How have you used your success to make the world a better place?
I was asked to join numerous charity foundations and have used my network to help raise money for them. My most rewarding experience was for 8 years when I was the leader of the Quebec chapter of the ‘Make a wish’ foundation which is well known across the world. It was a small organization with a $50,000 budget trying to fulfill 10–15 wishes for kids that have life threatening diseases. Over the course of 8 years, we grew it into a nearly $4 million non-profit that granted 400–500 children’s wishes. I was personally involved with many of the families, went to some of the trips we organized for these kids. I haven’t discussed this before, but I am a pilot, I own an airplane and I feel grateful to have had an opportunity to fly some families who couldn’t fly on commercial airlines because their kids were too sick to fly. I used my success to make the world a better place by tapping my network of powerful people to move things in a better direction.
I currently serve as the Director of a school foundation in my town. When I joined the foundation, they were mostly raising money by selling cheese and muffins. I ramped up their fundraising efforts and they now have some fantastic corporate sponsors who contribute a significant amount of money to enhancing the school through various collaborations. I also coach aspiring leaders and am on the board for some smaller companies. Entrepreneurship is what I thrive in, and I use my skills and my network to bring value to causes that are closest to my heart.
Fantastic. Here is the primary question of our interview. What are your “5 Things I Wish Someone Told Me Before I Started” and why? (Please share a story or example for each.)
- A CEO never clocks out — A CEO’s job is 24/7. If you work in a group of people and you’re sick one day, somebody else can take your place and somebody else can take your work and finish. But there is usually only one CEO. So, my wife often says I am married to my job as much as I am married to her. Maybe that is something that one should know before they take on the responsibility of a CEO.
- Explaining what you do for a living is part of the job — I often think about my kids and explaining to them what a CEO’s job is. If you would ask my kids about what I do, they would say “Oh, my dad is always on the phone. I have never seen him do anything else”. Since the pandemic, I use one of the bedrooms as a place to work and I am mostly glued to my chair on calls from 7am to 10pm or sometimes later. So, it still takes explaining within my own circle and family for what I actually do as a CEO.
- Managing the company is all about managing its people — I thought most problems were technical and if I am really smart I could solve all the problems. But I wish someone would’ve told me to take psychology because leading a company, leading a group of people is mostly psychology. You have to learn how they are, how they react. In the first few weeks of the pandemic, people were extremely stressed and everybody at mdf commerce worked from home. It took a bit of an adjustment to deal with psychological aspects of being alone, fear of COVID and more. A leader’s role is then quickly transformed to become the person that motivates, guides and brings this big group of people together and moves ahead in one direction. I firmly believe that it’s all the soft skills that make the difference and not the technical background.
- It’s not right if you are not having fun — Becoming an executive involves investing a lot of time in it and comes with its ups and downs. But it is important to have fun on this adventure. I wish someone told me that I was going to enjoy this journey as much as I have been.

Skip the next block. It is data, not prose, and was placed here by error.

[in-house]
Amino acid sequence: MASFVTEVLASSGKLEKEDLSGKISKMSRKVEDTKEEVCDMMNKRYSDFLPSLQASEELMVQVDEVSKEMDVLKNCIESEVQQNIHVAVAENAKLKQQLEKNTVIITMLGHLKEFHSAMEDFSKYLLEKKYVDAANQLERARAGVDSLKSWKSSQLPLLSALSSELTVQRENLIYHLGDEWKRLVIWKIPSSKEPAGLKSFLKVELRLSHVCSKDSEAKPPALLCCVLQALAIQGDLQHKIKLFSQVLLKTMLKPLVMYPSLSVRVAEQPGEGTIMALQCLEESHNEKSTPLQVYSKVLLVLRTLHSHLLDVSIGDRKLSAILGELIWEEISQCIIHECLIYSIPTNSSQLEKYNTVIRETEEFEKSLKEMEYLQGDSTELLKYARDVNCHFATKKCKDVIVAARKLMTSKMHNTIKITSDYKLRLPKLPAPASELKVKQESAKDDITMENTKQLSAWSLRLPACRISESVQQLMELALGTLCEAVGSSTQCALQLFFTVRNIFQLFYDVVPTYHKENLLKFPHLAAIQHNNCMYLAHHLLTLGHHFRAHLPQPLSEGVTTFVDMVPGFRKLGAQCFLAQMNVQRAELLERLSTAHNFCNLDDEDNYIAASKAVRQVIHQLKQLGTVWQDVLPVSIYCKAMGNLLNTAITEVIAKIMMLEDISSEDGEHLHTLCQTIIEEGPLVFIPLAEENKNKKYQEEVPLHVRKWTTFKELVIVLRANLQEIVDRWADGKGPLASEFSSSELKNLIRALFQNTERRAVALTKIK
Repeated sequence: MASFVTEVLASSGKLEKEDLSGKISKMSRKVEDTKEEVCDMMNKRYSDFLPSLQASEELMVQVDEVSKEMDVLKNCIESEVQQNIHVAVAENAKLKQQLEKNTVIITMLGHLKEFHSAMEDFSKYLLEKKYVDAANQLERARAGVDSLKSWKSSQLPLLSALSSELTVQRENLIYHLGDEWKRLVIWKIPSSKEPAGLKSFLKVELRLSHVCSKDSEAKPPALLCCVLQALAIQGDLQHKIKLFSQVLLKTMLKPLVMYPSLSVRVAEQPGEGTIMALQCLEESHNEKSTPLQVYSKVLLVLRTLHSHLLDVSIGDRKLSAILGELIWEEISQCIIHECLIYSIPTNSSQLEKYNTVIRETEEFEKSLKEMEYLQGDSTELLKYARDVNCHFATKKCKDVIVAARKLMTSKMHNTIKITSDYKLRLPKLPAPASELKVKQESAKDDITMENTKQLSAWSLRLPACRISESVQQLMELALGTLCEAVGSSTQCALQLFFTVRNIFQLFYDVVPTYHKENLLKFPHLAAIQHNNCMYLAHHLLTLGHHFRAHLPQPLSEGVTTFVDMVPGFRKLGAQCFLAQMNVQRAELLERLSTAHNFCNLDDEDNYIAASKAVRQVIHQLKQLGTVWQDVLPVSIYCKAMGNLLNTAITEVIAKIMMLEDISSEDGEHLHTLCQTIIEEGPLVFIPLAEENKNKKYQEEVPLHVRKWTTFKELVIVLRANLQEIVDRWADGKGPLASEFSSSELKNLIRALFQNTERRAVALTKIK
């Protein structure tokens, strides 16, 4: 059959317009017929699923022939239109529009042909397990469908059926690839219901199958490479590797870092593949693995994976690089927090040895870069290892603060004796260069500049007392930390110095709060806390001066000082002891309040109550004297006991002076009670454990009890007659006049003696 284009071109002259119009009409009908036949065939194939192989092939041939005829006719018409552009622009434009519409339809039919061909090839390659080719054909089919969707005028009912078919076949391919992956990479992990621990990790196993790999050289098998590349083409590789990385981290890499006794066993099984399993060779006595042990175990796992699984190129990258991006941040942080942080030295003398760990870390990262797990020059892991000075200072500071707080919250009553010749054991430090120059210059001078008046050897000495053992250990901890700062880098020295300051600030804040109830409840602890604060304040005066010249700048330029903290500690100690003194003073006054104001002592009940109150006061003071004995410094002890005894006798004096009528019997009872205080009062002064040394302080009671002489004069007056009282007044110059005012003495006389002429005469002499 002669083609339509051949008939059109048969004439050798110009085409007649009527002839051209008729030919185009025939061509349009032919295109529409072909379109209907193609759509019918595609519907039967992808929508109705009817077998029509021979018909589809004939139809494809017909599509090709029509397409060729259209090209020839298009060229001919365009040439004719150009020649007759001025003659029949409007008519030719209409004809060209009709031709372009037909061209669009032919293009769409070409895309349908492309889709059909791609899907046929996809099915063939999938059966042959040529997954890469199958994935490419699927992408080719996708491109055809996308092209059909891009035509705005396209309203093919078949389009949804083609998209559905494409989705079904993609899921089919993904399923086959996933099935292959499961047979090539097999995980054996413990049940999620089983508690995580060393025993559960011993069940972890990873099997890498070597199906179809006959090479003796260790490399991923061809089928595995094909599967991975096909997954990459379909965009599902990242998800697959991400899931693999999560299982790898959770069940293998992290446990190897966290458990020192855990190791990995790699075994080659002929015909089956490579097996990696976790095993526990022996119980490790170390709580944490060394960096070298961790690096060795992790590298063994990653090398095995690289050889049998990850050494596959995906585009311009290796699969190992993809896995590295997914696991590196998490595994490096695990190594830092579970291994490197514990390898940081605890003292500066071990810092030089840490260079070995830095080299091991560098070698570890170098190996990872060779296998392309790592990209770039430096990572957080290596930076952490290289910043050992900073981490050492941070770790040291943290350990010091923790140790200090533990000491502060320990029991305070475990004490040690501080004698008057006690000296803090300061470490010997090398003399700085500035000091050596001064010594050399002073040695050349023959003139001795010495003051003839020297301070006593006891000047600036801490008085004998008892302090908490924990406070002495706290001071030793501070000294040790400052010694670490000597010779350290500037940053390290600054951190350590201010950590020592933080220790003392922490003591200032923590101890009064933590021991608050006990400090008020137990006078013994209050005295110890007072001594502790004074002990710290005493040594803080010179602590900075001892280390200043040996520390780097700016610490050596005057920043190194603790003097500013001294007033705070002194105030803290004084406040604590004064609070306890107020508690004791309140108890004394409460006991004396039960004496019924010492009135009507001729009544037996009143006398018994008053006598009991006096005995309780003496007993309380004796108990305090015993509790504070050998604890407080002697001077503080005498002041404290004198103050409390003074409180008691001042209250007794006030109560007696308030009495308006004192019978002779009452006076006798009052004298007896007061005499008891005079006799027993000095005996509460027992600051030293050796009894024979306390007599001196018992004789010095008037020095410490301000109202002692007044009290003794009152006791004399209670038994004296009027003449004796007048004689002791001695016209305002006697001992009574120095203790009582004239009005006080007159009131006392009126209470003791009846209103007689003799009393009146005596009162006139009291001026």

- Influence trumps control, always — As I mentioned earlier the more responsibility you have the less you control and the more you influence. A CEO’s job is to influence people to do what’s best for the company and its clients willingly. I have always known that controlling isn’t my style of leadership, and now I know why because influence goes a long way in motivating and encouraging people than control ever will.
You are a person of great influence. If you could inspire a movement that would bring the most amount of good for the greatest number of people, what would that be? You never know what your idea can trigger.
I will go back to what I know and what I did, including my work for the ‘Make a wish’ foundation, which is now a network of 240 countries and is active in helping young people with serious medical problems. Strengthening this movement would be a step further!
Can you please give us your favorite “Life Lesson Quote”? Can you share how that was relevant to you in your life?
It’s two words- “Never Quit”
There is this popular image of a frog trying to strangle a Heron while its head is stuck between Heron’s beaks as the Heron attempts to swallow it. I use this image quite often because things get hard and the ups and downs of running a business are quite high, but you can never give up and you can never let go. Simply put one must never give up trying!
We are very blessed that some very prominent names in Business, VC funding, Sports, and Entertainment read this column. Is there a person in the world, or in the US with whom you would love to have a private breakfast or lunch with, and why? He or she might just see this if we tag them.
Well, I doubt he would have time to join me for breakfast, but Barack Obama is one of the most well-known Americans who has had a big impact on me. I have a great deal of respect for the man and his leadership (even outside of politics). He once visited Montreal to give a speech, and although there was a sizable audience, I somehow got the impression that he was speaking directly to me and very few leaders are capable of doing that. I’d love to get better at doing that myself.
Thank you for these fantastic insights. We greatly appreciate the time you spent on this.